3. What changes would cause you to leave?  (as a fill in the blank: If ______ changed, I would leave.)
  4. What would another job offer that would cause you to go somewhere else (excluding money)? (as a fill in the blank: If another company had _______, I would go there.)
  5. What, if anything, do you miss from a previous job?

So there it is.  I hope these are useful but you’re probably thinking “duh, of course I ask those things.”  In that case, the curtain has been pulled back.

Is there anything that I should add to these lists?

Friday, March 22, 2013

Published on Ancestry.com Roots Tech blog

Posted a blog entry on the new Ancestry.com Roots Tech blog called “Games at Work?”

Here’s the opener…

Agile Games are a way for teams to learn and apply agile concepts in a fun, playful, safe environment. Play is important as it brings aliveness to our work environment that allows for creativity and our best work to flow.  Games provide a safe environment where people are more open and willing to take risks and embrace change.  The safety of games also allows us to talk about work… without necessarily talking about work.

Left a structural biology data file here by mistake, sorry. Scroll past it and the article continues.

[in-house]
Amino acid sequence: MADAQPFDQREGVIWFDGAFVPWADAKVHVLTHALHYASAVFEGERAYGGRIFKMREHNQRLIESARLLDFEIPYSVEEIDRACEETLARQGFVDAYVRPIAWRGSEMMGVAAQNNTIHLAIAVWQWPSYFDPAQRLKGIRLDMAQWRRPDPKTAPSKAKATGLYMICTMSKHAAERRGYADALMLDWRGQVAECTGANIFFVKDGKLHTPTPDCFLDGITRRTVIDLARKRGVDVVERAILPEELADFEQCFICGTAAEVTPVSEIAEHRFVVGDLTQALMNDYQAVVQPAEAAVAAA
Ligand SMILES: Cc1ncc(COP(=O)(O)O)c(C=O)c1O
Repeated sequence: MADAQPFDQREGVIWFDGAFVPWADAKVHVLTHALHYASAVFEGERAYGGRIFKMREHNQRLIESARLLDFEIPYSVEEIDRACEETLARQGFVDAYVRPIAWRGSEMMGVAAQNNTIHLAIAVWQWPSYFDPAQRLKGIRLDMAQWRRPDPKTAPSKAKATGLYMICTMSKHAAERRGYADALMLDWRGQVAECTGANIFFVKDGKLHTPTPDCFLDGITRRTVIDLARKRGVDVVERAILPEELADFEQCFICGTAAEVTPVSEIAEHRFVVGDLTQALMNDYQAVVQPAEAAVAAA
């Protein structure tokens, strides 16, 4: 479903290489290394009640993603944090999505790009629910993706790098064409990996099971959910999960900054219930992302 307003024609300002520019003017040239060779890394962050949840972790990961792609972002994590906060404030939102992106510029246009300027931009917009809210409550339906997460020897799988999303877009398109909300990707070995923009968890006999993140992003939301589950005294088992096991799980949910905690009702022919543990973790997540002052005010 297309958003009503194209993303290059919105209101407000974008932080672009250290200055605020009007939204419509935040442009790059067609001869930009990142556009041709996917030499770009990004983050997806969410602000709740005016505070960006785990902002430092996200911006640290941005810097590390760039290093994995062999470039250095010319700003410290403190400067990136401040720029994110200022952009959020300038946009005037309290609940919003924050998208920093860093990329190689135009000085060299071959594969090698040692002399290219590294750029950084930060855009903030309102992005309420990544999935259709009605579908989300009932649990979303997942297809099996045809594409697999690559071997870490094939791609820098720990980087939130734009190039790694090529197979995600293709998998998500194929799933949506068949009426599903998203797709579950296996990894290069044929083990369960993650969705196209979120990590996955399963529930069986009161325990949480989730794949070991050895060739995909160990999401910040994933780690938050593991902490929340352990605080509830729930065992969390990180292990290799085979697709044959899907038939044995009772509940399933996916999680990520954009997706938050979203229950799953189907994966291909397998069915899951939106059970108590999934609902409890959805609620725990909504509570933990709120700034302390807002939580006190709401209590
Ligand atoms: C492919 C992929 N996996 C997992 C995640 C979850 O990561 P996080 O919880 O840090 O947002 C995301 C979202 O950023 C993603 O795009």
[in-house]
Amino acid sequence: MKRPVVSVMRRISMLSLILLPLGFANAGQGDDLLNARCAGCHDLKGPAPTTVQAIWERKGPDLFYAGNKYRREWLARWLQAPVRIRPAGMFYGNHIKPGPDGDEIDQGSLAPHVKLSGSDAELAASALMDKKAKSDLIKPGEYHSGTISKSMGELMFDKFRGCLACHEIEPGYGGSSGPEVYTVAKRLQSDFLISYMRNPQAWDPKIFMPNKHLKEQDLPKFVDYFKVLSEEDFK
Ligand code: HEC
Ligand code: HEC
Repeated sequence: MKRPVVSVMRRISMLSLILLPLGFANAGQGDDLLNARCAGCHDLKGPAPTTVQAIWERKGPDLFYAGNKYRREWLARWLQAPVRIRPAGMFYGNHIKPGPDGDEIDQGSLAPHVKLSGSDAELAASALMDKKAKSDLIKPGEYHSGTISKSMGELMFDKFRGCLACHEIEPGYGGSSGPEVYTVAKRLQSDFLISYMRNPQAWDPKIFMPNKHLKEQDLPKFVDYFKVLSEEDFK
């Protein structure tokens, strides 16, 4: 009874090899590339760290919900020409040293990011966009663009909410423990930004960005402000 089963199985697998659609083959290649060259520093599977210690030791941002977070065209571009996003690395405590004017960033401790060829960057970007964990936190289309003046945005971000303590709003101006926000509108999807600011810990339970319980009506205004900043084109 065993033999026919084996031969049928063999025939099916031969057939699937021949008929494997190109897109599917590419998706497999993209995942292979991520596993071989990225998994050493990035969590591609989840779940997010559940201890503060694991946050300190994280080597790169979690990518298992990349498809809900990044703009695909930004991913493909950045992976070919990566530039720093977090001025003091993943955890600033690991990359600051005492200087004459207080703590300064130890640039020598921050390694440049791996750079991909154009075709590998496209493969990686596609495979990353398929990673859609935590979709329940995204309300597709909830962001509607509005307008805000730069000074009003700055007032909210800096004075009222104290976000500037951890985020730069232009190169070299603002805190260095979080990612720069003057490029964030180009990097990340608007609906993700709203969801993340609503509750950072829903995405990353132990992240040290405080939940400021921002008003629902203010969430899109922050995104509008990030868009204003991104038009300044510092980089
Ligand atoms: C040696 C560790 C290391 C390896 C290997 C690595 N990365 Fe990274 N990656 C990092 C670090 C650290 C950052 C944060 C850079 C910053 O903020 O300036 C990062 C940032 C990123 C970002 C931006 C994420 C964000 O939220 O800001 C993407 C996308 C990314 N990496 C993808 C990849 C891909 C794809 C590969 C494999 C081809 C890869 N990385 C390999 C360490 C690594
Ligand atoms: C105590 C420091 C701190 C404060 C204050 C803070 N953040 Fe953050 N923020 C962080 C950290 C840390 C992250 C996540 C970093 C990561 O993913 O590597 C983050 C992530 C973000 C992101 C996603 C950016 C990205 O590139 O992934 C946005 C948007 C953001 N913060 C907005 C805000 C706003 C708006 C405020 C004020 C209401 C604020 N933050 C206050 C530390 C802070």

Go check it out!

Thursday, February 7, 2013

Employer Investment in Employees

Uncle Bob has a pretty clear opinion on who has the responsibility for a programmer’s practice/learning:

Professional programmers practice on their own time. It is not your employer’s job to help you keep your skills sharp for you.

Uncle Bob in The Clean Coder Chapter 6

Here Uncle Bob is talking to programmers, to employees.  What I hear is “don’t expect your employer to help you out.  If they’re not, that’s not an excuse.”

So, my question is, does that mean that employers should not provide any learning opportunities for it’s employees?

Sure, programmers are responsible for their own learning opportunities but could part of that be making sure to find an employer that provides those opportunities?  I personally take some time outside of work to sharpen my saw, but I also look for an employer that cares enough about me to invest in me.